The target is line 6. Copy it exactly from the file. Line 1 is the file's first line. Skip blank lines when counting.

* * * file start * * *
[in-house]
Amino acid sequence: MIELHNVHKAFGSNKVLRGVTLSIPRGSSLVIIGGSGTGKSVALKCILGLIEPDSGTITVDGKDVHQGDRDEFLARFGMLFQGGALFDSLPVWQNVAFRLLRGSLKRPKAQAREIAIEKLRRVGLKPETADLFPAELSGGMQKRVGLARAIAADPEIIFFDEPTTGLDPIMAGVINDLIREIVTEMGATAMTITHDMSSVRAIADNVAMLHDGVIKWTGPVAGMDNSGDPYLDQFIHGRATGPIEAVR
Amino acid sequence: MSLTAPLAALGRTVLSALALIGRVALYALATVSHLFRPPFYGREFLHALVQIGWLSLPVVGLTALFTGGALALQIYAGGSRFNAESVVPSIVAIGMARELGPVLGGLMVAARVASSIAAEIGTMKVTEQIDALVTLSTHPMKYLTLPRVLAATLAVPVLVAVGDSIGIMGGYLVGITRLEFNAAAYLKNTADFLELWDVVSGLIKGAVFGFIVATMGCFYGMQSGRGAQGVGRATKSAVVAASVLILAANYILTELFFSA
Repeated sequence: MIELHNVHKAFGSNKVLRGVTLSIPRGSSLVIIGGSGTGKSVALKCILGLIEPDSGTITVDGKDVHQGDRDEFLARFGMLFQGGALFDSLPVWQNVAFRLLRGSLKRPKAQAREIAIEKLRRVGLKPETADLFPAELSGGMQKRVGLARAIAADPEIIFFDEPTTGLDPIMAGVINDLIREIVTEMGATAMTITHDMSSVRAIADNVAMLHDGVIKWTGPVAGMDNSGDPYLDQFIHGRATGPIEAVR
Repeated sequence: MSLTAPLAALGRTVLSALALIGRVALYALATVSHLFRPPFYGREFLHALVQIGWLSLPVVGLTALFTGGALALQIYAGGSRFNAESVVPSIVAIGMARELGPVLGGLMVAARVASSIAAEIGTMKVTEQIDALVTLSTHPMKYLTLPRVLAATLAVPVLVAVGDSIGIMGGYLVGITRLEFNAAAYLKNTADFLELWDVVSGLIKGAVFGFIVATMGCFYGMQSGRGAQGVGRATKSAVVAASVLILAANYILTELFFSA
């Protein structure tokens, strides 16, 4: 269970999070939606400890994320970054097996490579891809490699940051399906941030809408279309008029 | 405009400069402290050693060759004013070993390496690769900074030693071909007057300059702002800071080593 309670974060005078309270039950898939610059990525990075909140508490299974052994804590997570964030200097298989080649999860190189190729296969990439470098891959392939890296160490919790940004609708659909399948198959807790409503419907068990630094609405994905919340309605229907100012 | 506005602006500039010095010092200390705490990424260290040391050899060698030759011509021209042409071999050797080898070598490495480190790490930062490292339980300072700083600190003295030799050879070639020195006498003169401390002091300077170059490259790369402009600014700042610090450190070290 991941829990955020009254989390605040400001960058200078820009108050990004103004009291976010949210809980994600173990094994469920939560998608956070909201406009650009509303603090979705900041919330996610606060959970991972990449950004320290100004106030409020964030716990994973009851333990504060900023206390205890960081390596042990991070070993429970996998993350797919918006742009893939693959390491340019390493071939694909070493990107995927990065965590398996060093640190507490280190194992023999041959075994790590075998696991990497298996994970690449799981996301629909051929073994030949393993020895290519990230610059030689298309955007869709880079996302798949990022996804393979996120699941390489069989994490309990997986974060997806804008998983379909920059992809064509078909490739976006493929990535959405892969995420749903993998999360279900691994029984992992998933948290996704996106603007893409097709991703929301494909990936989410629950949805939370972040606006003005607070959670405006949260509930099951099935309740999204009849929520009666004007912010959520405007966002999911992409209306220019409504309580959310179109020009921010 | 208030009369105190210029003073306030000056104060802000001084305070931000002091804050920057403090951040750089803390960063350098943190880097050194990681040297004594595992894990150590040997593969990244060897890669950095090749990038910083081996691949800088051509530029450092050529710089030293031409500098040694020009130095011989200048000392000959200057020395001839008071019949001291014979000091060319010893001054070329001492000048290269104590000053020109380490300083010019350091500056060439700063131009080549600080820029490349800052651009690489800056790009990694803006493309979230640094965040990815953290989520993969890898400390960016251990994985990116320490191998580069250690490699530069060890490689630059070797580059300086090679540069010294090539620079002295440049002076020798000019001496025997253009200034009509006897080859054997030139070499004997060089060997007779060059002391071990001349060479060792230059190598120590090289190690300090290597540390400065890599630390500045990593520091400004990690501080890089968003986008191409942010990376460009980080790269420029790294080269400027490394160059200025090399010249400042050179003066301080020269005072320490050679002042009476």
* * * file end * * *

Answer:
């Protein structure tokens, strides 16, 4: 269970999070939606400890994320970054097996490579891809490699940051399906941030809408279309008029 | 405009400069402290050693060759004013070993390496690769900074030693071909007057300059702002800071080593 309670974060005078309270039950898939610059990525990075909140508490299974052994804590997570964030200097298989080649999860190189190729296969990439470098891959392939890296160490919790940004609708659909399948198959807790409503419907068990630094609405994905919340309605229907100012 | 506005602006500039010095010092200390705490990424260290040391050899060698030759011509021209042409071999050797080898070598490495480190790490930062490292339980300072700083600190003295030799050879070639020195006498003169401390002091300077170059490259790369402009600014700042610090450190070290 991941829990955020009254989390605040400001960058200078820009108050990004103004009291976010949210809980994600173990094994469920939560998608956070909201406009650009509303603090979705900041919330996610606060959970991972990449950004320290100004106030409020964030716990994973009851333990504060900023206390205890960081390596042990991070070993429970996998993350797919918006742009893939693959390491340019390493071939694909070493990107995927990065965590398996060093640190507490280190194992023999041959075994790590075998696991990497298996994970690449799981996301629909051929073994030949393993020895290519990230610059030689298309955007869709880079996302798949990022996804393979996120699941390489069989994490309990997986974060997806804008998983379909920059992809064509078909490739976006493929990535959405892969995420749903993998999360279900691994029984992992998933948290996704996106603007893409097709991703929301494909990936989410629950949805939370972040606006003005607070959670405006949260509930099951099935309740999204009849929520009666004007912010959520405007966002999911992409209306220019409504309580959310179109020009921010 | 208030009369105190210029003073306030000056104060802000001084305070931000002091804050920057403090951040750089803390960063350098943190880097050194990681040297004594595992894990150590040997593969990244060897890669950095090749990038910083081996691949800088051509530029450092050529710089030293031409500098040694020009130095011989200048000392000959200057020395001839008071019949001291014979000091060319010893001054070329001492000048290269104590000053020109380490300083010019350091500056060439700063131009080549600080820029490349800052651009690489800056790009990694803006493309979230640094965040990815953290989520993969890898400390960016251990994985990116320490191998580069250690490699530069060890490689630059070797580059300086090679540069010294090539620079002295440049002076020798000019001496025997253009200034009509006897080859054997030139070499004997060089060997007779060059002391071990001349060479060792230059190598120590090289190690300090290597540390400065890599630390500045990593520091400004990690501080890089968003986008191409942010990376460009980080790269420029790294080269400027490394160059200025090399010249400042050179003066301080020269005072320490050679002042009476």